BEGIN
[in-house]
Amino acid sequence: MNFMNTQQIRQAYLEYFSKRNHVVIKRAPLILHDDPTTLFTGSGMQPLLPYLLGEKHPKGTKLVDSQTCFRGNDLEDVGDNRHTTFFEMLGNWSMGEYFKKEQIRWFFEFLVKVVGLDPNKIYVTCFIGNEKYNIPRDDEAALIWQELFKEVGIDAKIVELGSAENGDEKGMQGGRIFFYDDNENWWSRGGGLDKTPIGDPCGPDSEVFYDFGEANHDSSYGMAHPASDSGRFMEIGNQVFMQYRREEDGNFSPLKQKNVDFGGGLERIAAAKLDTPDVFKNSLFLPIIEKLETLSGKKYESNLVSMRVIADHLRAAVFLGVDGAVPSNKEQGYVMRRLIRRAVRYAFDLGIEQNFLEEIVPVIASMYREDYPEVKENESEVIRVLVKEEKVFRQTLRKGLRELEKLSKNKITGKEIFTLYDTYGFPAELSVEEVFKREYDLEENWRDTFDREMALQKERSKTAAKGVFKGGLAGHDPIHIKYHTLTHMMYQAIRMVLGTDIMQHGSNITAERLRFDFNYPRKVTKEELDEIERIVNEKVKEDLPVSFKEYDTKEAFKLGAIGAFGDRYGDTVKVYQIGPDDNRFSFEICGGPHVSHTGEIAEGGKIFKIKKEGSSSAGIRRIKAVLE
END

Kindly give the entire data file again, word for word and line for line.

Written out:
[in-house]
Amino acid sequence: MNFMNTQQIRQAYLEYFSKRNHVVIKRAPLILHDDPTTLFTGSGMQPLLPYLLGEKHPKGTKLVDSQTCFRGNDLEDVGDNRHTTFFEMLGNWSMGEYFKKEQIRWFFEFLVKVVGLDPNKIYVTCFIGNEKYNIPRDDEAALIWQELFKEVGIDAKIVELGSAENGDEKGMQGGRIFFYDDNENWWSRGGGLDKTPIGDPCGPDSEVFYDFGEANHDSSYGMAHPASDSGRFMEIGNQVFMQYRREEDGNFSPLKQKNVDFGGGLERIAAAKLDTPDVFKNSLFLPIIEKLETLSGKKYESNLVSMRVIADHLRAAVFLGVDGAVPSNKEQGYVMRRLIRRAVRYAFDLGIEQNFLEEIVPVIASMYREDYPEVKENESEVIRVLVKEEKVFRQTLRKGLRELEKLSKNKITGKEIFTLYDTYGFPAELSVEEVFKREYDLEENWRDTFDREMALQKERSKTAAKGVFKGGLAGHDPIHIKYHTLTHMMYQAIRMVLGTDIMQHGSNITAERLRFDFNYPRKVTKEELDEIERIVNEKVKEDLPVSFKEYDTKEAFKLGAIGAFGDRYGDTVKVYQIGPDDNRFSFEICGGPHVSHTGEIAEGGKIFKIKKEGSSSAGIRRIKAVLE